PACEMAKER PRESS INTL. BELFAST. Gerry Adams in Belfast Offices of Sinn Fein. 14/12/82. 1230/82/bw
PACEMAKER, BELFAST, 12/7/2005: Sinn Fein leader Gerry Adams gets pushed by riot police as protesters trying to stop Orange parade on the Crumlin road. PICTURE BY STEPHEN DAVISON
PACEMAKER BELFAST. Gerry Adams at Connally House addressing the media about the IRA ceasefire. 31/8/94. 684/94/c
PACEMAKER BELFAST A Sinn Fein delegation arrive at Stormont for talks with the then Secretary of State Mo Mowlam (date 6/8/97) Among the delegation are Martin Ferris (left) the now North Kerry TD, Martin McGuinness (2nd left) and Gerry Adams (right) the Sinn Fein leader. PHOTO STEPHEN DAVISON/PACEMAKER
PACEMAKER PRESS BELFAST. Gerry Adams at Sinn Fein Press Conference. 452/89/bwc
PACEMAKER PRESS INTL. BELFAST. Gerry Adams shooting in Belfast City Centre. Scene at Wellington Place where the three gunmen were captured one of which was injured. 14/3/84. 213/84/bw
PACEMAKER PRESS INTL. BELFAST. Gerry Adams shooting in Belfast City Centre. Scene at Wellington Place where the three gunmen were captured one of which was injured. 14/3/84. 213/84/bw
PACEMAKER PRESS INTL. BELFAST. Gerry Adams shooting in Belfast City Centre. Scene at Wellington Place where the three gunmen were captured one of which was injured. 14/3/84. 213/84/bw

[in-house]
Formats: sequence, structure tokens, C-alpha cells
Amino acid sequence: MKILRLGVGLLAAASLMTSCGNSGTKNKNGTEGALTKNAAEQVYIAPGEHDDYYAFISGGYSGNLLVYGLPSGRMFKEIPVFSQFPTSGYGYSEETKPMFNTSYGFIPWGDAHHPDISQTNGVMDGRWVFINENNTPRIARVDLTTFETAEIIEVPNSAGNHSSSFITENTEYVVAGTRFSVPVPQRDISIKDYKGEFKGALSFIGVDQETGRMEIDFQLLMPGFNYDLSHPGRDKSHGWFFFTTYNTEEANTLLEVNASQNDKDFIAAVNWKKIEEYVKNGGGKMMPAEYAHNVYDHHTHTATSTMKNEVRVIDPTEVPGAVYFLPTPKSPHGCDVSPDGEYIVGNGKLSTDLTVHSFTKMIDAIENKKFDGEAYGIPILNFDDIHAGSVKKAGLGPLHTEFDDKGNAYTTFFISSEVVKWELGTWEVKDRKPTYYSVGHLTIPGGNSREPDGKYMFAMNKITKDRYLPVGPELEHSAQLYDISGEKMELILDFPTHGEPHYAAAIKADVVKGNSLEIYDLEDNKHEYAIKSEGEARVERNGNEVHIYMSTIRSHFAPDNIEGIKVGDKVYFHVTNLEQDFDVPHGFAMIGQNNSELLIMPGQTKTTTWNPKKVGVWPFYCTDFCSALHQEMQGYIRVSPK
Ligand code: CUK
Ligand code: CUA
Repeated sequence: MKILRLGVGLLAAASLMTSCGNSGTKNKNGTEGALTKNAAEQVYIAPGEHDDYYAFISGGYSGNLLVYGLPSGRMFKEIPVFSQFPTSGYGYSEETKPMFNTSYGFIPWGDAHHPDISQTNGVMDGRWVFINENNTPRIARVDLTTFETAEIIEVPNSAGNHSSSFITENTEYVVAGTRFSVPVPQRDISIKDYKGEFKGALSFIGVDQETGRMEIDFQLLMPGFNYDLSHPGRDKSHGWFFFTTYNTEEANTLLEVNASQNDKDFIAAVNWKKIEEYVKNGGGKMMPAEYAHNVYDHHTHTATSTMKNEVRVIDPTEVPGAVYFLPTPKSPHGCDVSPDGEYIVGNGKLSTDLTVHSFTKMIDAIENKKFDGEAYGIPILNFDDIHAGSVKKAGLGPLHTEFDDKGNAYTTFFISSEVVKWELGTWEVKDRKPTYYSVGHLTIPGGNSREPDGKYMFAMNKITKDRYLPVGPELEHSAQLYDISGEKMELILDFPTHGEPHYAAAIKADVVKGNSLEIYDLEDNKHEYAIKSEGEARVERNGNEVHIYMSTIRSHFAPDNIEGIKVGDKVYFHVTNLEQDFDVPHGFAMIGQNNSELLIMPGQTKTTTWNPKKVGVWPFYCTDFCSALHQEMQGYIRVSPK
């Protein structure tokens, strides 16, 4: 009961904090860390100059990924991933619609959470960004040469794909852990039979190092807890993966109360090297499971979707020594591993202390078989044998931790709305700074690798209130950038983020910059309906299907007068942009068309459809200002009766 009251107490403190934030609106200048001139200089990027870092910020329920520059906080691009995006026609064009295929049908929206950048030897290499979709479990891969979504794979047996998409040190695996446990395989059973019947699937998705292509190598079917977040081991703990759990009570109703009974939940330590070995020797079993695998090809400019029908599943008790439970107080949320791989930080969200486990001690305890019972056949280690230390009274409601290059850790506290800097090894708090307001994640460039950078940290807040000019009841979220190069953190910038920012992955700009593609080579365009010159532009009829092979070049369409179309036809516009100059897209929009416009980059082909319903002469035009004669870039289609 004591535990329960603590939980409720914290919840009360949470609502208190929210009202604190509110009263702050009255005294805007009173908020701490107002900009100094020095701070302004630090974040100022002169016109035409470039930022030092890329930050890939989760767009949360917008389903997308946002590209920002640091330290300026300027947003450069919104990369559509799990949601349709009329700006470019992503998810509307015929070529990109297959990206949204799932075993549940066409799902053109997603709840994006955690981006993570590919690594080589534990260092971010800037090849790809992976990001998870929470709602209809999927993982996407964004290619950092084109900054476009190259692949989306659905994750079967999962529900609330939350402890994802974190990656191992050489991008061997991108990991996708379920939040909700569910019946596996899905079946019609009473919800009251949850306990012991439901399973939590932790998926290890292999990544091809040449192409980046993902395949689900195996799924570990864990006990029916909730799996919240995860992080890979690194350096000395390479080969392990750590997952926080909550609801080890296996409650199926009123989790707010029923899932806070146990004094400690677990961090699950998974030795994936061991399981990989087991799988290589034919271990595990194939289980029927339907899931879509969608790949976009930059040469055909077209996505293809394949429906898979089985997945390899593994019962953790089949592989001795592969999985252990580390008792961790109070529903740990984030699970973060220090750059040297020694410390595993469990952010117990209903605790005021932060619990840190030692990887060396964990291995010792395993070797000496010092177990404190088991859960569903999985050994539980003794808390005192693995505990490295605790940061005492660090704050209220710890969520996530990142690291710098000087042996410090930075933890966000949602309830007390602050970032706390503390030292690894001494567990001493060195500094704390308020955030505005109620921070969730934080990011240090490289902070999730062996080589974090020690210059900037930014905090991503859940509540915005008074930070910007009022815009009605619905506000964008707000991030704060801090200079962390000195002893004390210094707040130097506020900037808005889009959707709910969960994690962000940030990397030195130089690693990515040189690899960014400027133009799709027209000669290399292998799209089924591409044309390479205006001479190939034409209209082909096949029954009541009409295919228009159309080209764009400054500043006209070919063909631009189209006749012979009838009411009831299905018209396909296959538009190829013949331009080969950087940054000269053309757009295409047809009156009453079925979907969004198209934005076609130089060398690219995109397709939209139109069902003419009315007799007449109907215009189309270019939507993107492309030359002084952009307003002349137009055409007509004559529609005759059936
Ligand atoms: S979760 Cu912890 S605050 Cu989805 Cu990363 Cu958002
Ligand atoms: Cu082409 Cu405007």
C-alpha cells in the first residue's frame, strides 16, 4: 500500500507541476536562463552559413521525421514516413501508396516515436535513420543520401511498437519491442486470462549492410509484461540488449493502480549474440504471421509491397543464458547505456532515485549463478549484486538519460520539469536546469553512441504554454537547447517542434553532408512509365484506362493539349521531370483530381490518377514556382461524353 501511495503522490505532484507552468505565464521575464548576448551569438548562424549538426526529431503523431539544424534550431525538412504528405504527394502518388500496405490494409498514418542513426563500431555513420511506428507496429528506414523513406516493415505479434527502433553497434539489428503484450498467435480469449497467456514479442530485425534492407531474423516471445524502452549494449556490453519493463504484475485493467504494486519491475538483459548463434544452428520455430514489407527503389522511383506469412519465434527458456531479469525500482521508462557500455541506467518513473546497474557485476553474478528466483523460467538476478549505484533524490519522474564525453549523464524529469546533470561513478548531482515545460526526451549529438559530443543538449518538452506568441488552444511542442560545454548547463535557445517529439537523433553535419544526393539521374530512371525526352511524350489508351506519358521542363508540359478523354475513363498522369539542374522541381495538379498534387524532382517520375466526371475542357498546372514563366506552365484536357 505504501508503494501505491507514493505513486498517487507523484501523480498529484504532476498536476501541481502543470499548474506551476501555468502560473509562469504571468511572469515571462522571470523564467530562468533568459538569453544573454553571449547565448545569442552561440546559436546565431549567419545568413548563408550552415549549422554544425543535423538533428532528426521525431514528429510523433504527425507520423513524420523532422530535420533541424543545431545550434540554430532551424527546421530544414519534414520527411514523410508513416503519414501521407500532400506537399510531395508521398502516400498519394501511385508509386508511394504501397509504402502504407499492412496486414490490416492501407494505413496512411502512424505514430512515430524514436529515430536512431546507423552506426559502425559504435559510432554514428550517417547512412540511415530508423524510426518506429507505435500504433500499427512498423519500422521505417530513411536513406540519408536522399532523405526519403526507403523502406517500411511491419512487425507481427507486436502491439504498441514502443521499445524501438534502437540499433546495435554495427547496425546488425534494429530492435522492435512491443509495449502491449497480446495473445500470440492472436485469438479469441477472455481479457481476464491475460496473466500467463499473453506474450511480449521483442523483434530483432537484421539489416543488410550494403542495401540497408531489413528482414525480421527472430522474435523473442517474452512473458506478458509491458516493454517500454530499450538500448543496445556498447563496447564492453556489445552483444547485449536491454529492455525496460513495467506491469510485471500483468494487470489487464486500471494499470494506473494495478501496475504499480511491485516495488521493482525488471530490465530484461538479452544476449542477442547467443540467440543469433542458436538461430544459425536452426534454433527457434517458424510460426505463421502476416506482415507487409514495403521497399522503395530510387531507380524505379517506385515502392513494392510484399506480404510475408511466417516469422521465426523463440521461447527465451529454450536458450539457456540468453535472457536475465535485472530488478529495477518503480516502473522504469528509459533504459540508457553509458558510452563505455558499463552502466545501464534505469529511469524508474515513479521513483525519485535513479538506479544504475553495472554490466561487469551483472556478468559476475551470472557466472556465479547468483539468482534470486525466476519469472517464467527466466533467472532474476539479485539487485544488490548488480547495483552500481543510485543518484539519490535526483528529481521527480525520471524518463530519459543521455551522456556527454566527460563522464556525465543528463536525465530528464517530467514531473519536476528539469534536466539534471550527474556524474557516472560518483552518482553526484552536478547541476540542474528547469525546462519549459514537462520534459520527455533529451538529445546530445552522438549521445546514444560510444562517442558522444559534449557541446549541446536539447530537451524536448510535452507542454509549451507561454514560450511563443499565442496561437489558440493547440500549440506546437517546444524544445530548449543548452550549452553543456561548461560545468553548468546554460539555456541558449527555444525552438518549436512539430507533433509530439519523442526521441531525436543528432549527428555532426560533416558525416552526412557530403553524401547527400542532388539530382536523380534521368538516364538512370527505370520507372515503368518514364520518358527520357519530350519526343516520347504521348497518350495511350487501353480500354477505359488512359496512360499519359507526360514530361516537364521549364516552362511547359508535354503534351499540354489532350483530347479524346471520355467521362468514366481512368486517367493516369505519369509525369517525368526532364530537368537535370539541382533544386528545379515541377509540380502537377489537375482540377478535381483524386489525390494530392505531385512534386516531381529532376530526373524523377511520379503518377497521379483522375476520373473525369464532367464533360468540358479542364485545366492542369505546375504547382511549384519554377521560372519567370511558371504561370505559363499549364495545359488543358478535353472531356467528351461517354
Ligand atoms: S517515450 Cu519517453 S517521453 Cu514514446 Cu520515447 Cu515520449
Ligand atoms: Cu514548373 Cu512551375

PACEMAKER PRESS INTL. BELFAST. Gerry Adams pictured in a confrontation with the police and the army on the Falls Rd after an arrest by the police. 13/2/84. 111/84/bw
PACEMAKER PRESS INTL. BELFAST. Security forces guard the ward in which Gerry Adams was in at the RVH after being shot three times. 15/3/84. 214/84/bw
PACEMAKER PRESS INTL. BELFAST. Security forces guard the ward in which Gerry Adams was in at the RVH after being shot three times. 15/3/84. 214/84/bw
PACEMAKER PRESS INTL. BELFAST. Gerry Adams Sinn Fein. 25/5/84. 452/84/bw
PACEMAKER BELFAST ARCHIVE Alfredo "Freddie" Scappaticci (extreme left of picture/side faced) pictured at the 1988 funeral of IRA man Brendan Davison. Gerry Adams is pictured carrying the coffin. Scappaticci was later named as 'Stakeknife' the Army's top informer/mole inside the IRA. PICTURE COPYRIGHT: PACEMAKER PRESS
PACEMAKER PRESS INTL. BELFAST. Danny Morrison pictured with Gerry Adams arm in sling in West Belfast canvassing for the EEC Elections. 13/6/84. 497/84/bw
PACEMAKER PRESS INTL. BELFAST. Gerry Adams shooting in Belfast City Centre. Scene at Wellington Place where the three gunmen were captured one of which was injured. 14/3/84. 213/84/bw
PACEMAKER PRESS INTL. BELFAST. Gerry Adams shooting in Belfast City Centre. Scene at Wellington Place where the three gunmen were captured one of which was injured. 14/3/84. 213/84/bw